Executives at MSNBC had no public reaction on Friday to Mr. Olbermann’s departure from another channel. But Nielsen ratings demonstrate that Mr. Olbermann was not able to recreate his success there.

In his 40 weeks on Current TV, he had an average of 177,000 viewers at 8 p.m., down from the roughly one million that he had each night on MSNBC. Just 57,000 of those viewers on any given night were between the ages of 25 and 54, the coveted advertising demographic for cable news. Still, Mr. Olbermann ranked as the highest-rated program on Current.

Speculation immediately turned on Friday to what Mr. Olbermann might or might not do next, given that he has moved jobs so many times in the past. Media critics and opponents of Mr. Olbermann’s cracked jokes online about public-access TV and door-to-door visits. For the moment, he at least has Twitter, where he has 377,000 followers.

As the news of his firing reverberated Friday night, his representatives were able to secure him a big-time (albeit one-time) gig: next Tuesday he’ll be the lead guest on CBS’s “Late Show with David Letterman.”

Would you buy any product that required assembly by these buffoons?

Will the race hustlers be blamed? The media? The President?

7 California boys arrested in attack on teen

Still bowing

Obama Administration Won’t Prosecute Saudi It Claims Threatened to ‘Blow Up White House’

Friday, March 30, 2012

Jew hatred

Argentina's Carlos Menem faces bombing trial

Former Argentine President Carlos Menem is to stand trial for allegedly obstructing an investigation into an attack on a Jewish cultural centre in Buenos Aires, officials have said.

Argentina blamed on the Lebanese militant group Hezbollah for the 1994 bombing, which killed 85 people.

But prosecutors say evidence indicating the involvement of local accomplices in the attack was covered up.

No-one has ever been convicted of the car bombing.

The attack on the Argentine Jewish Mutual Association took place on 18 July, 1994, during Carlos Menem's first term in office as president.

The bombing demolished the seven-storey cultural centre.

Argentine prosecutors said Iran planned and financed the attack, and that a Hezbollah cell carried it out.

The prosecutors say there is evidence that the Argentine intelligence services and security forces helped cover up the tracks of local accomplices of the attackers.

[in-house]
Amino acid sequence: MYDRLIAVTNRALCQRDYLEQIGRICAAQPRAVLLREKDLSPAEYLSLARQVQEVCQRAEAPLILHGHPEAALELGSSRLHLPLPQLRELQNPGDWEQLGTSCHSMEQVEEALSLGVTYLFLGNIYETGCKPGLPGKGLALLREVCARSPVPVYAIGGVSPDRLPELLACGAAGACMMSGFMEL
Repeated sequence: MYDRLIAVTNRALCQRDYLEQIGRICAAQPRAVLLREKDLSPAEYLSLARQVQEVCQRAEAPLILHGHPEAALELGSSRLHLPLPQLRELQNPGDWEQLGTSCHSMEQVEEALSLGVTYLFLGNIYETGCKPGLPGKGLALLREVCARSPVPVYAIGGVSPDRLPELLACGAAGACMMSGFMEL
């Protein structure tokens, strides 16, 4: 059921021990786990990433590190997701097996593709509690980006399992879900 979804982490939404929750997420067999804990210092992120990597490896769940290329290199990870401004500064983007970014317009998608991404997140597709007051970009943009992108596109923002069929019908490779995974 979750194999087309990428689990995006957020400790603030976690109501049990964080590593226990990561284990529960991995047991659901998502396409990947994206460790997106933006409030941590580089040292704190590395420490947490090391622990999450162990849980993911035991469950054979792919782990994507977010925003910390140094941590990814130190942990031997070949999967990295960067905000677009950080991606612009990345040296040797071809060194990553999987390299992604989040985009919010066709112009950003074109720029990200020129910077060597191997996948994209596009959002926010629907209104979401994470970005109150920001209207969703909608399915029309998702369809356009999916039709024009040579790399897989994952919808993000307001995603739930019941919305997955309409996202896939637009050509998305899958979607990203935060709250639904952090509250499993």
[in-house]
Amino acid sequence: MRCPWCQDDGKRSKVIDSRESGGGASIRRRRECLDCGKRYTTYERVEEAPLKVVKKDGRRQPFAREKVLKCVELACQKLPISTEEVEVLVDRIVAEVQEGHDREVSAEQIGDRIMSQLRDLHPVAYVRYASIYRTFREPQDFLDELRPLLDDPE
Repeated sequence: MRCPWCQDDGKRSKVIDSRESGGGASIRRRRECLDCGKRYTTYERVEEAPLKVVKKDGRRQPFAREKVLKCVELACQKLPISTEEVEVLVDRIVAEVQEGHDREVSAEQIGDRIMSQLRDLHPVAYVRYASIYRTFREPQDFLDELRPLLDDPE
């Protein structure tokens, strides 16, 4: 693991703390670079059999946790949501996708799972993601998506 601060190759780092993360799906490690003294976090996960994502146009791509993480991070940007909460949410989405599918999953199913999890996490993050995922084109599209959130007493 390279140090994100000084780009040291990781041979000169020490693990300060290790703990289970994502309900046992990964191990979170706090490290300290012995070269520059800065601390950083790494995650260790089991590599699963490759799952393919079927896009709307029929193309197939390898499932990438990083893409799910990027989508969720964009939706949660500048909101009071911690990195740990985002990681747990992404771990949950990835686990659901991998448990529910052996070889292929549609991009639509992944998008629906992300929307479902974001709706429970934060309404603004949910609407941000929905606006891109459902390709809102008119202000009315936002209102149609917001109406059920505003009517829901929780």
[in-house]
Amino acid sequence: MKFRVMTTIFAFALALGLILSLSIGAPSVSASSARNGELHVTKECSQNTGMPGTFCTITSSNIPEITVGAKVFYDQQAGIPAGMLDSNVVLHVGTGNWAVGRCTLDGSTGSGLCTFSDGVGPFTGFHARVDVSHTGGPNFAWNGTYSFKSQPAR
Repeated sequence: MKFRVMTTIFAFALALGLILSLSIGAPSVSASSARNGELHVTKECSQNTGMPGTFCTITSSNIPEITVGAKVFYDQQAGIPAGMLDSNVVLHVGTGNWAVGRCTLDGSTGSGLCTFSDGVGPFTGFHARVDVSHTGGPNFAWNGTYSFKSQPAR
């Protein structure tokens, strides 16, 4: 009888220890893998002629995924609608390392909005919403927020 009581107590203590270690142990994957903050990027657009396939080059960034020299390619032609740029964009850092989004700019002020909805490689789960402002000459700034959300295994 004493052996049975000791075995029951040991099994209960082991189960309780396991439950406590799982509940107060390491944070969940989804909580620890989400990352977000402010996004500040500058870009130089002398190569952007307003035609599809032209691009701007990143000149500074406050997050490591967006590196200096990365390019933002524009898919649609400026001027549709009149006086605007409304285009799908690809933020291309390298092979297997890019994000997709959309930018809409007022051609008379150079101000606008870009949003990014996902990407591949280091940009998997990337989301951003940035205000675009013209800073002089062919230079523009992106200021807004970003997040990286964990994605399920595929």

Mr Menem was initially accused of a cover-up in 2009, but has never faced trial.

As well as Mr Menem, the former judge in charge of the investigation, Juan Jose Galeano, has been ordered to stand trial for obstructing the investigation.

So too have the former heads of the intelligence service, Hugo Anzorreguy and Juan Carlos Anchezar, and two commanders of the federal police.

The federal magistrate in charge of the case, Ariel Lijo, said Mr Menem overstepped the powers accorded by the constitution and local laws.

In his statement, the magistrate said that Mr Menem - the son of Syrian immigrants - put pressure on Mr Galeano to abandon inquiries into the possible involvement in the attack of a Syrian-Argentine businessman, Alberto Kanoore Edul.

Kanoore Edul, who died in 2010, was a friend of Mr Menem's family; he always denied any involvement in the attack.

Mr Menem, 81, was president of Argentina from 1989 to 1999.

He is currently serving as a senator in the Congress in Buenos Aires.

If found guilty, he would have to be impeached by his fellow senators in order to serve a jail sentence.

For the left opposition is a mental disorder.

Climate Change Skepticism a Sickness That Must be “Treated,” Says Professor

Remember how in the old USSR complaining about the wonderful socialist paradise could get you put in a mental institution because who but a mad person would not see the wonders of the Marxist heaven. How much power do you want these people to have over your life.